Remember back in the day when you gasped “$1.6 billion for YouTube!?!” “Where’s the AdSense of audio and video?” was what I wanted to know in October 2006, the week after Google bought YouTube. A year and a half later Google is taking the obvious and necessary step to profit from what it’s learned on YouTube: releasing contextual video ads for the entire web [that URL isn’t working yet, but it’s the one Google gave me].
Google will make the InVideo ad formats it developed for YouTube last year and extend them to its publishers and advertisers. The overlay ads will be targeted to both the content of the video and the site it’s displayed on.
Yes, video AdSense is late in coming — just like YouTube’s copyright protection scheme was last year. To be fair, figuring out what’s going on in a video, whether you want to monetize it or protect it, is hard — Google had to break a sweat on both these products. Till now the company had made oddly limited forays into web-wide video advertising: syndicating videos (including YouTube partner videos) within ad units.
Thursday Update: Lots of more info coming out on this story, so I started an addendum post.
Meanwhile, plenty of startups have emerged to fill the contextual video advertising void: ScanScout, Digitalsmiths, adap.tv, EveryZing. But Google isn’t going at this alone. At launch, it has signed an impressive list of partners for its video ads, including UGC, professional, and enterprise portals and platforms, but most interestingly other video advertising companies such as YuMe and Tremor Media.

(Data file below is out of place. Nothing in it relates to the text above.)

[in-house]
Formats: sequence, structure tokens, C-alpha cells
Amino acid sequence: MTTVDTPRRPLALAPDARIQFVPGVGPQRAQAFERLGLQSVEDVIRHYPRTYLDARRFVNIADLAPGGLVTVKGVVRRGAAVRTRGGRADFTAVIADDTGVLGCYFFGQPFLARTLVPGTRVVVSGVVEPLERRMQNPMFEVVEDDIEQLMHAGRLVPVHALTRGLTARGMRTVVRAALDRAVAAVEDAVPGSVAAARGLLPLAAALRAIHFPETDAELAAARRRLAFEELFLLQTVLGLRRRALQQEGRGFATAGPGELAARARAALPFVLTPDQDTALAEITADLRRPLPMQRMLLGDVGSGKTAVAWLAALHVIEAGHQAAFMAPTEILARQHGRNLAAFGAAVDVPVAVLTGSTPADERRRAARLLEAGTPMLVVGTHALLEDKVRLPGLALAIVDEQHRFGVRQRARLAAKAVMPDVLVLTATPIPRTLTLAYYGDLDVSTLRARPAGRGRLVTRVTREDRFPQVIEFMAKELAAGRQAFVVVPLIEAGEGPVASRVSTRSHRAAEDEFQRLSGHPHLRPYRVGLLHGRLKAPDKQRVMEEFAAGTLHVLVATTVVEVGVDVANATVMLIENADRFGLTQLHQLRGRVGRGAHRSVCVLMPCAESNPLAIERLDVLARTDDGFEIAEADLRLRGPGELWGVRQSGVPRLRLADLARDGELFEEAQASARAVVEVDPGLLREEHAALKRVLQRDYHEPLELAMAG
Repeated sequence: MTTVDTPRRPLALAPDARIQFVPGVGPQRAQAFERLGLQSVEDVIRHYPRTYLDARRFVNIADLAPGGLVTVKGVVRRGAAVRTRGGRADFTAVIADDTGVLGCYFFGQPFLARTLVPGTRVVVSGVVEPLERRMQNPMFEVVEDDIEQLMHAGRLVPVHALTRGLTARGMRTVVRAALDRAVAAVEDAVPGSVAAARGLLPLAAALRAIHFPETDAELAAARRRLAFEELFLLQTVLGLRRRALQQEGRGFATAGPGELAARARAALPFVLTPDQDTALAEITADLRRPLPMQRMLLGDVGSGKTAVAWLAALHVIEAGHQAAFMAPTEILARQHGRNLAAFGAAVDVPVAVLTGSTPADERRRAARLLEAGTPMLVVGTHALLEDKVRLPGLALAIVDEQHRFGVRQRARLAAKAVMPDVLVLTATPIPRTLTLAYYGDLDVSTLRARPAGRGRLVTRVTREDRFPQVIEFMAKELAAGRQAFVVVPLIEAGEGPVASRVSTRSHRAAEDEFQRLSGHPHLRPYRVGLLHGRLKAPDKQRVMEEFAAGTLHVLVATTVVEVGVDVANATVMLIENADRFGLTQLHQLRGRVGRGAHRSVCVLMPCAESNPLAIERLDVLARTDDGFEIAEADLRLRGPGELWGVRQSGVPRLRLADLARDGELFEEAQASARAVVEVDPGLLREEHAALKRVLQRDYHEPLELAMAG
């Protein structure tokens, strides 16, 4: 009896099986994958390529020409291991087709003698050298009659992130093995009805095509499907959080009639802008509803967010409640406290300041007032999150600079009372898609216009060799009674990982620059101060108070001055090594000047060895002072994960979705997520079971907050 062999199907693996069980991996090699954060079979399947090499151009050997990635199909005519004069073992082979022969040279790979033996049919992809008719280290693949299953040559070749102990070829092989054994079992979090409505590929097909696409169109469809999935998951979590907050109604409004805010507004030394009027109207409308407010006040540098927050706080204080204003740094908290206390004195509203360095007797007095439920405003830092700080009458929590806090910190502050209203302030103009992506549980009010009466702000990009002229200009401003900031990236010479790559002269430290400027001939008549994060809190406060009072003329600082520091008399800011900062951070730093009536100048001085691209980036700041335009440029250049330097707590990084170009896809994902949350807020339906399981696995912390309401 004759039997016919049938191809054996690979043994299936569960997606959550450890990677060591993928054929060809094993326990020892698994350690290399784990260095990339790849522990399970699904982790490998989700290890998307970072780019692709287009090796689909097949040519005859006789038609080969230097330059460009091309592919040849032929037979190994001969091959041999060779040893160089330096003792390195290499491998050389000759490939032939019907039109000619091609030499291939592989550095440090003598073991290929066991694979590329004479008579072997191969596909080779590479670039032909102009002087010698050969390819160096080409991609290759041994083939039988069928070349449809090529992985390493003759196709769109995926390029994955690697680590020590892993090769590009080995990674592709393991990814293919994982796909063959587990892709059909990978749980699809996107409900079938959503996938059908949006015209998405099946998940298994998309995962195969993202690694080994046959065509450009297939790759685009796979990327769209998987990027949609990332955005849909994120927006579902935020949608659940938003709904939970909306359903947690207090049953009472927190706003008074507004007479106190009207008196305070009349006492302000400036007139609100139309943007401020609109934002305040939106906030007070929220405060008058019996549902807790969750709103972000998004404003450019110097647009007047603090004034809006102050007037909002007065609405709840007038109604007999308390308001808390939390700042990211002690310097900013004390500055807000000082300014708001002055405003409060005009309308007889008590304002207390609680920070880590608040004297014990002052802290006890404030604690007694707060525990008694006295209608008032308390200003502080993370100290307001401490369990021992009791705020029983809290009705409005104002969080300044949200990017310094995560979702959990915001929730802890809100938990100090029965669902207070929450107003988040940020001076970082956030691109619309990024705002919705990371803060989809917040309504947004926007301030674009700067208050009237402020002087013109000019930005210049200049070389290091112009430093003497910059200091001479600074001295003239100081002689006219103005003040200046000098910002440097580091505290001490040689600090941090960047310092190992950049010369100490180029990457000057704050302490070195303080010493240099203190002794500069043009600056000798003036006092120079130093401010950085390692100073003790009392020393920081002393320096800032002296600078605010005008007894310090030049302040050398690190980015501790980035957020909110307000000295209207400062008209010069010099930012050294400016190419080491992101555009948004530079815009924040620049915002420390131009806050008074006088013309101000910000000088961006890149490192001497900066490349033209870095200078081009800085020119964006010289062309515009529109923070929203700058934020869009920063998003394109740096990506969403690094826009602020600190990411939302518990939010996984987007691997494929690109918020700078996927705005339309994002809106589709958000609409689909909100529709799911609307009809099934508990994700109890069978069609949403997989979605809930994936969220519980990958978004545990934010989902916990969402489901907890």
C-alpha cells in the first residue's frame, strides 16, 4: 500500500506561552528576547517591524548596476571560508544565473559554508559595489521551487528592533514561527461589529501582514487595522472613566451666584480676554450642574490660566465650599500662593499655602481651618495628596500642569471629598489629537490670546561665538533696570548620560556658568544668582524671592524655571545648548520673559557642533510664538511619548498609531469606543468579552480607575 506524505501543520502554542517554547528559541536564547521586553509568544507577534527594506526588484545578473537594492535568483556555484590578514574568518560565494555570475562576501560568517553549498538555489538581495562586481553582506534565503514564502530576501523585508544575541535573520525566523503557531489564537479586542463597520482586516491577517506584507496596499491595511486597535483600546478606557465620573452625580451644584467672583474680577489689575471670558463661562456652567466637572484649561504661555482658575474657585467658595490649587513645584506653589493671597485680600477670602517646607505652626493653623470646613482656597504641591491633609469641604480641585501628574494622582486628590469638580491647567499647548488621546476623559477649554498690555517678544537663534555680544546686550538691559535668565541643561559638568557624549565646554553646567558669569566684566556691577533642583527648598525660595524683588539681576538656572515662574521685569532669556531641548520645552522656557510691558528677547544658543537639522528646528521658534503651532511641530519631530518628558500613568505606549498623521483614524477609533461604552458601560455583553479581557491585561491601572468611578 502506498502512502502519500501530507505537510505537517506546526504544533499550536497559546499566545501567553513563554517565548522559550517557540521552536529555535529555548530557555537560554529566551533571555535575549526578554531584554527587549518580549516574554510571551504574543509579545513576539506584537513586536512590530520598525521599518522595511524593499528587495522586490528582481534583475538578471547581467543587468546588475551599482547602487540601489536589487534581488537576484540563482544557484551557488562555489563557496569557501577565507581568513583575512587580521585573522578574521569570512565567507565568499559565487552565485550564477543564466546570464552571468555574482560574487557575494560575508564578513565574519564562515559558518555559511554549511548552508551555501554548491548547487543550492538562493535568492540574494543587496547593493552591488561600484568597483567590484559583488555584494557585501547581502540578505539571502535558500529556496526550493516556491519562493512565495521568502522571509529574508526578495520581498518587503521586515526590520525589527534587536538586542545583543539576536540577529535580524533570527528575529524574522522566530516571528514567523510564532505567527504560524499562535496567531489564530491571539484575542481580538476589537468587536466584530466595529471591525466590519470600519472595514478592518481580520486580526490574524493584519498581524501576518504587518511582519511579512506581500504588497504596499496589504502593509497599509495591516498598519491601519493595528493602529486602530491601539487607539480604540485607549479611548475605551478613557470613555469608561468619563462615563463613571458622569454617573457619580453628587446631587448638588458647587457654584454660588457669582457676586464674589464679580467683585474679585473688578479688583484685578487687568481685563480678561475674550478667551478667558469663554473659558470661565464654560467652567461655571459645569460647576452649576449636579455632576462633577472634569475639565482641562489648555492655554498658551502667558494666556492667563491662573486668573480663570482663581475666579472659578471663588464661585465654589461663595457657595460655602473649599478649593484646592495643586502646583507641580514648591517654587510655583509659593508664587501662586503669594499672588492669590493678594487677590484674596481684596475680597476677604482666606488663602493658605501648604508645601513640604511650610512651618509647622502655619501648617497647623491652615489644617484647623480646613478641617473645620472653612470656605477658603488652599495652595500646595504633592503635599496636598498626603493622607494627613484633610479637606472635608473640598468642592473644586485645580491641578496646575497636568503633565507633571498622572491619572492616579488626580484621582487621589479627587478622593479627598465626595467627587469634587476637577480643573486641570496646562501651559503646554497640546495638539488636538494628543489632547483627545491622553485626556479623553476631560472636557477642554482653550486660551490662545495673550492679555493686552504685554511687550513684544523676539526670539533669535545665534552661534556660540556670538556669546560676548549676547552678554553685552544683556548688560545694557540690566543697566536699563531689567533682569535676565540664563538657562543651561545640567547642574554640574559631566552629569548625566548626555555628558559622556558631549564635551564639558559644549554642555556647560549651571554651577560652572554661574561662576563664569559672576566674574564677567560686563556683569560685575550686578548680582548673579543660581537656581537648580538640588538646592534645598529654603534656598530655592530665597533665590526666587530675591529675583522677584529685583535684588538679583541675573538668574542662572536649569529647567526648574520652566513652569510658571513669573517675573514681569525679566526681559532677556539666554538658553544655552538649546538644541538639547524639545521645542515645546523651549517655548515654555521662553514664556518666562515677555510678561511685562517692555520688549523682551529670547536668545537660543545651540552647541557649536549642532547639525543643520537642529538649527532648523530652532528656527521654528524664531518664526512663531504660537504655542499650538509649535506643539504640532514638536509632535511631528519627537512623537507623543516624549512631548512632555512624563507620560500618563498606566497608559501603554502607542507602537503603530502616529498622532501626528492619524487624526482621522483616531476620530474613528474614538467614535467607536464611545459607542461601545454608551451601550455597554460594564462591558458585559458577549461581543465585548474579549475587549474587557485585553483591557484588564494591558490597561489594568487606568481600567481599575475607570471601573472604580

YuMe CEO Jayant Kadambi, whose company will throw Google into the mix with other pay-per-performance providers, called the video AdSense offering a “powerful new avenue” for revenue.
Other named launch partners are how-to video sites BobVila.com, eHow, ExpertVillage, as well as My Damn Channel, PinkBike, TheNewsRoom, Revver, blip.tv, Brightcove, GodTube, and Eyespot Network. (Likely candidates that I was surprised not to see on the list Google provided are Ooyala and Howcast; the video platform and how-to site, respectively, were both founded by former Googlers.)
Paradoxically, while Google may be late to market, in the meantime it has done its part to make the market smaller. The company increases its share of the video market every month — at least in the U.S., where comScore reports Google sites (mostly YouTube) stream 32.6 of videos watched online, and host 43 percent of people who watch video online.
At the same time, while other generic video aggregators (e.g. Revver, Bolt) may be falling by the wayside, that doesn’t mean there’s any fewer new sources of video online. Legal streams of TV shows, for instance, are booming. Let’s see if Google can get a piece of that.